This is part of a series! Go here to see the other entries.

I think Homunculi are derived from a medieval alchemy concept, and I’m pretty sure they’ve been in the game since AD&D. Here they appear only in the Monster Manual.

The Lore

In my post on Helmed Horrors I compared construct creators to real-world programmers. Let’s stretch the analogy a bit further: if golems and greater helmed horrors are big packages of enterprise software, then homunculi are shell scripts.

These minor constructs are built for the exact same purposes as their beefier relatives: to act as tireless guardians, servants, and muscle. Being low-level, I imagine they’re a lot easier to create, and their programming includes some “shortcuts” that make them particularly adept at a specific kind of guard job.

Mentally, they’re pretty much like golems: they can understand even complex instructions from their masters perfectly, and execute them without much thought of self-preservation unless specifically ordered to avoid taking damage. Unlike golems, though, ownership of an homunculus can be transferred to someone else with a simple order (“this person is your master now”). This means they’ll often be found in the service of someone who isn’t their creator.

So a low-level aspiring golem maker can have homunculi as servants, and higher-level casters who would use actual golems as personal guards can mass-produce homunculi and assign them to their underlings. The relative weakness of an homunculus is actually an asset here! If those pesky organic underlings start getting rebelious ideas, your personal guard-bot can easily squash them.

The Numbers

We get three quite diverse stat blocks here. They’re all Natural Animates with the Construct and Homunculus keywords, training in Perception, darkvision, and immunity to disease and poison. Everything else is variable.

Different types of homunculus gain special bonuses when tasked to guard a person, object or area. For rules purposes, objects can weight up to 50 pounds and areas can be up to 5 squares on a side. We’ll see why in a minute.

Clay Scout

Illustration Copyright 2008 Wizards of the Coast.

This Small homunculus is probably the one closest to the classic myth. It’s used for, well, scouting, or for guarding small objects. I imagine it makes an adequate menial lab assistant if well-managed.

Clay scouts are Level 2 Lurkers with 31 HP and all common homunculus traits. They’re also trained in Stealth, and can run at speed 6 or fly at speed 3 (clumsy).

Scouts attack with a weak venomous bite that allows a secondary attack against Fortitude, which slows on a hit (save ends). They can attack at range using a Mind Touch (Ranged 10 vs. Will) which does adequate psychic damage and dazes (save ends). Mind Touch is clearly their main attack, with the bite being more of an emergency measure.

When targeted by a melee or ranged attack, they can use Redirect as an interrupt. This target’s the attackers Will, and on a success forces them to redirect their attack to an adjacent creature of the homunculus’ choice. Tricky!

They cap things off with a couple of interesting passive traits: clay scouts are invisible to dazed creatures and, if tasked to guard an object, gain a +4 to attack anyone adjacent to or carrying that object.

I think they’d mostly use their attacks to prevent pursuit in case they’re discovered spying on you. They’re big enough to carry most objects they could be set to guard, too. This is the construct you use when you want to carry something to the ends of the earth so it’s never found again.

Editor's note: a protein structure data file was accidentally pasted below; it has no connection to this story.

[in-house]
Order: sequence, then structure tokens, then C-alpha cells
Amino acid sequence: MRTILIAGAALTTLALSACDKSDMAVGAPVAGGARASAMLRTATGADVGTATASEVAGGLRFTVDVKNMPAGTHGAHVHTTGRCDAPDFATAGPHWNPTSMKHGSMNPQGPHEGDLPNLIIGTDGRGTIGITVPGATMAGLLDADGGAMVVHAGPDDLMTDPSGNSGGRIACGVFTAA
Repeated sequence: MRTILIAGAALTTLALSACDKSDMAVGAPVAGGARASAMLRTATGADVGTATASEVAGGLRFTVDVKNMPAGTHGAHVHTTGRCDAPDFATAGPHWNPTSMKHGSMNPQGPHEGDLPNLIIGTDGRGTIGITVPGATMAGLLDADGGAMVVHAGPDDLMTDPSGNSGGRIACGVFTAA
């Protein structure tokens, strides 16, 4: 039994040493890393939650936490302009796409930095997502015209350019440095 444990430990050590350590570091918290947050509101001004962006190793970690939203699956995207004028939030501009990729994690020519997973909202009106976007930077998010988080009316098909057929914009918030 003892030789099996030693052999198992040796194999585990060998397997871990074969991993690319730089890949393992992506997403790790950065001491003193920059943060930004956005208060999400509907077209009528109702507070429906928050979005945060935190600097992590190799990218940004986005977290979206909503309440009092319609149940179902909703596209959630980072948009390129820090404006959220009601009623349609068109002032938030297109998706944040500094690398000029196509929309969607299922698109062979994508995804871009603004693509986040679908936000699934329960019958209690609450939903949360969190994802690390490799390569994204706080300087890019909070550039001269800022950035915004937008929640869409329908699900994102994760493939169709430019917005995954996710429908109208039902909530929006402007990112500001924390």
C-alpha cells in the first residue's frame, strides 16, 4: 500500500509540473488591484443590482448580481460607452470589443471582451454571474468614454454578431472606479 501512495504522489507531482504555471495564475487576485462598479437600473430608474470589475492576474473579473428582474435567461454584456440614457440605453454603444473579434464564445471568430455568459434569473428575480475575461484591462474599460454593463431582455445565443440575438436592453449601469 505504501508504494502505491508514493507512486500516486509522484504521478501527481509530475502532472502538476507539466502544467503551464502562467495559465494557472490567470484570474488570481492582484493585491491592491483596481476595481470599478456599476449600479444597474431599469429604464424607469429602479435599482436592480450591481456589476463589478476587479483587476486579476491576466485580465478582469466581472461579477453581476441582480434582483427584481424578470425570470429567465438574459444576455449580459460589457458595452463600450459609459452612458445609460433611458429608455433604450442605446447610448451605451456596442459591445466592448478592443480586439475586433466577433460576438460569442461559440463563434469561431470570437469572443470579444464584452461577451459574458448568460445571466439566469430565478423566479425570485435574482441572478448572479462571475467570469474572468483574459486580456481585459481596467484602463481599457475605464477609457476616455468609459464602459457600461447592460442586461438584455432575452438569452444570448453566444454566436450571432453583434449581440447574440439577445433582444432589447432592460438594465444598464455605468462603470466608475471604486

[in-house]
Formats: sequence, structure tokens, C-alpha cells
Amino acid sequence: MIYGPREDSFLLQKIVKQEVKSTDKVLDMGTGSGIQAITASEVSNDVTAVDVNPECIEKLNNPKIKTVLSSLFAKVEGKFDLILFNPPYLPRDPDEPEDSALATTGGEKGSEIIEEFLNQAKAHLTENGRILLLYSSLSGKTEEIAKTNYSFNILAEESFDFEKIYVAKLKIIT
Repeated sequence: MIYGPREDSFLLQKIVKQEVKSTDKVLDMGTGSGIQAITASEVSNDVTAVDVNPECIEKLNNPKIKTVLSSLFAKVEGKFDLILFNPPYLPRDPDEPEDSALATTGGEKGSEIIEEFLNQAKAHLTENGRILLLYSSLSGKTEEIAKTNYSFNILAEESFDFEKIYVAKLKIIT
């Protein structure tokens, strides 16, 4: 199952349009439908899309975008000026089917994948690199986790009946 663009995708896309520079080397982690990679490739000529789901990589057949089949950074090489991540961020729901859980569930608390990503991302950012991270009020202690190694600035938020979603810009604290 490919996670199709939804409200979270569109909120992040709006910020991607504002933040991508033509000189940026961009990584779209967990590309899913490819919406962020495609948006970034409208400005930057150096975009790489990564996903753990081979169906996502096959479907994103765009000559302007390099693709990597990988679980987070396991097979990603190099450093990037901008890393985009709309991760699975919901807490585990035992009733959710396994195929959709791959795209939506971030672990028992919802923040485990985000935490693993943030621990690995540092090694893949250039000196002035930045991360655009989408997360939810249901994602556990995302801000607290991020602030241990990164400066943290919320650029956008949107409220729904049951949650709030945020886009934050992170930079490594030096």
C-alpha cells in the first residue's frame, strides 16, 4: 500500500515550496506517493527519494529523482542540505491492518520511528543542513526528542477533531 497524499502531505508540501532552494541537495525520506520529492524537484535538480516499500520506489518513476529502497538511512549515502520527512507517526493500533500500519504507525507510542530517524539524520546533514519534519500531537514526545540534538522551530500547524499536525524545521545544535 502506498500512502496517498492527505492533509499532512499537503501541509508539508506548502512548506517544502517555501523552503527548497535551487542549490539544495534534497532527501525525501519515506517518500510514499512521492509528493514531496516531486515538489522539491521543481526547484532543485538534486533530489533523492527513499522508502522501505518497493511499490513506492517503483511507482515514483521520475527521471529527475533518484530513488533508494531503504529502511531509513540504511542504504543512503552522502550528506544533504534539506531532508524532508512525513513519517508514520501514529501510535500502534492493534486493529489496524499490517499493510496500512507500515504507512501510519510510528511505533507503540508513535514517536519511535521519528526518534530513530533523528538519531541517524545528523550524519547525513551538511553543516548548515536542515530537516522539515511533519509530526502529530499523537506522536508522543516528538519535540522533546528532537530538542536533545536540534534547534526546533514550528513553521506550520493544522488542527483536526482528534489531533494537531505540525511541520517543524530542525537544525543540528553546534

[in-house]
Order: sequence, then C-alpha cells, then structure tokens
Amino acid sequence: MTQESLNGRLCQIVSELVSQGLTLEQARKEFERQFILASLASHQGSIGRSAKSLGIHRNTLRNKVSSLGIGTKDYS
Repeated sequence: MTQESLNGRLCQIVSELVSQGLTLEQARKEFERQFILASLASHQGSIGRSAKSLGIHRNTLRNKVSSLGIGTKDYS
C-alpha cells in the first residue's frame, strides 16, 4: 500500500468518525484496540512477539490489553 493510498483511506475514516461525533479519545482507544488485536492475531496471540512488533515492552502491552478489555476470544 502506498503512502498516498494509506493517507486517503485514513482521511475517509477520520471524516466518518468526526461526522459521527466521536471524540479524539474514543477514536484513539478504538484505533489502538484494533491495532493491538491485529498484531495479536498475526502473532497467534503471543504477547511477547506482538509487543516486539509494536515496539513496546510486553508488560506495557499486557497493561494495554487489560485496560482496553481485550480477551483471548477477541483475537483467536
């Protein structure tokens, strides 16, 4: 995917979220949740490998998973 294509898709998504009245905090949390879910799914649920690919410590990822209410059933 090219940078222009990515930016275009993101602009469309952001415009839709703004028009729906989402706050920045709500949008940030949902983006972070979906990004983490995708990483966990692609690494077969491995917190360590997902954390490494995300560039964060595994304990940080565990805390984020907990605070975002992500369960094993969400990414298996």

Iron Defender

Illustration Copyright 2008 Wizards of the Coast.

A metal guard dog, for when drakes aren’t enough but you don’t have the budget for a shield guardian. It’s a Level 3 Soldier with 47 HP and all common homunculus traits. It runs with speed 6.

It attacks by biting, and if tasked to guard a creature it can bite anyone who attacks that creature as a reaction. It can also shift 1 square before or after making opportunity attacks.

Iron Cobra

Illustration Copyright 2008 Wizards of the Coast.

An homunculus named for its shape, not its role. As far as homunculi go, this is a high-end model.

It’s a Level 6 Skirmisher with 75 HP and all common homunculus traits. It slithers with speed 7, and can shift 3 squares as a move action.

They attack with a venomous bite that also does 5 ongoing poison damage (save ends), and it can poison its enemies’ minds as well.

Poison the Mind (Ranged 10 vs. Will; recharge 3-6) is an attack that can only target creatures suffering ongoing poison damage. The cobra’s bite is an obvious source of this, but if other venomous creatures are part of the same encounter their attacks also count. A hit dazes and slows the target (save ends).

When set to guard an area, iron cobras can use Poison the Mind without restriction against any creature inside that area. This means the attack effectively becomes at-will, and can target anyone in the area even if they aren’t taking poison damage.

Sample Encounters and Final Impressions

The sample encounter is Level 9: 2 iron cobras, 2 snaketongue warriors, and 1 snaketongue assassin. As expected, iron cobras are a hit with snake fanatics everywhere!

I think homunculi fulfill a necessary role for GMs who want to pit their PCs against constructs from an early point in the campaing. As we’ve seen already, golems and other similar constructs are usually too powerful to be fought by early-heroic tier characters.

I also like that their existence allows for that “construct-making as a parody of the tech industry” setting element I’ve been thinking about.